Tree to 15 m, though often a shrub in cultivation. Bark grey to blackish brown. Branchlets pubescent to tomentose. Leaves evergreen, leathery, 7–12 × 2.5–5 cm, entire, ovate to oblong or rarely lanceolate, upper surface dark green and glabrous, lower surface pale green and tomentose, three to six lateral veins on each side of the midrib, margins entire, apex apiculate; petiole 1.5–3 cm long, reddish and tomentose. Inflorescence terminal, corymbose, tomentose. Flowers 5-merous; sepals pale green and oblong, petals light yellow and obovate, stamens eight, inserted inside disc. Samaras 2.8–3.5 cm long, yellowish brown when mature, wings spreading obtusely or acutely. Flowering March, fruiting August (China). Van Gelderen et al. 1994, van Gelderen & van Gelderen 1999, Xu et al. 2008. Distribution CHINA: southern Anhui, Fujian, Guangdong, northern Guangxi, Guizhou, Hubei, Hunan, Jiangsu, Jiangxi, southeast Sichuan, Zhejiang. Habitat Forest between 1500 and 2500 m asl. USDA Hardiness Zone 8–9. Conservation status Not evaluated. Illustration NT83. Cross-reference K73.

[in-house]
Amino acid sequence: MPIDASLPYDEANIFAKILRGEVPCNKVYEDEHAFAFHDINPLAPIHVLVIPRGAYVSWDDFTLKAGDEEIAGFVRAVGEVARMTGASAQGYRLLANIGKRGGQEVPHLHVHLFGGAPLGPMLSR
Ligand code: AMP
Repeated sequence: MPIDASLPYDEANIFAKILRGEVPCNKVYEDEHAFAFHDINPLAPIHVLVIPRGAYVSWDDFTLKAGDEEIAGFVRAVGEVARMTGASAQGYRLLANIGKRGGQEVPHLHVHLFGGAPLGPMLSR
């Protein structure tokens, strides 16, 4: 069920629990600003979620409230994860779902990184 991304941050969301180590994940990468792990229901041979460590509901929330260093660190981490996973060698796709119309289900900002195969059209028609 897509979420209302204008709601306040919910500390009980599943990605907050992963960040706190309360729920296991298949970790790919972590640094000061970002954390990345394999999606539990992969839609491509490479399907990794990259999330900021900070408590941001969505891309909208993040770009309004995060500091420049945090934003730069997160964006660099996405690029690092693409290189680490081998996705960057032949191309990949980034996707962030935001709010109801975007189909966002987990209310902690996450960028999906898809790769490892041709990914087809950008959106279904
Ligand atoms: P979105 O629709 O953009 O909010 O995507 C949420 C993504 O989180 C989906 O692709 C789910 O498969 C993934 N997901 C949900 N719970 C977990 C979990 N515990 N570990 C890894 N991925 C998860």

Acer coriaceifolium is another evergreen entire-leaved maple with a marginal existence in Europe, surviving in mild coastal gardens and greenhouse collections – although one sapling at Furzey Gardens, Hampshire survived –12 ºC in 2006 (Johnson 2007). Seed from the Shanghai Botanic Garden in 1983 (distributed as A. cinnamomifolium) was the first recorded introduction to the West (van Gelderen et al. 1994). It is not known if there have been later reintroductions; its altitude range suggests that collections from its highest locations would be useful. There are trees up to 4 m tall at Tregrehan, but no larger specimens have been located. In North America it has been distributed by Heronswood Nursery, and a young plant obtained from there in 2000 by the JC Raulston Arboretum is doing remarkably well, surviving at least –10 ºC most winters to reach 1.5 m by May 2006. The leaves are sometimes damaged, and the plant may become partly defoliated, but it is surprisingly happy in the North Carolina Piedmont area (as also are A. fabri and A. laevigatum) (T. Lasseigne, pers. comm. 2007). In North Carolina the buds break in very early spring (T. Alderton, pers. comm. 2007), which may be a problem where late frosts are regular. The foliage is a dull pale green (darker when grown in shade), with distinct tomentum below when young, although this seems to disappear as the leaf matures, to leave a grey underside.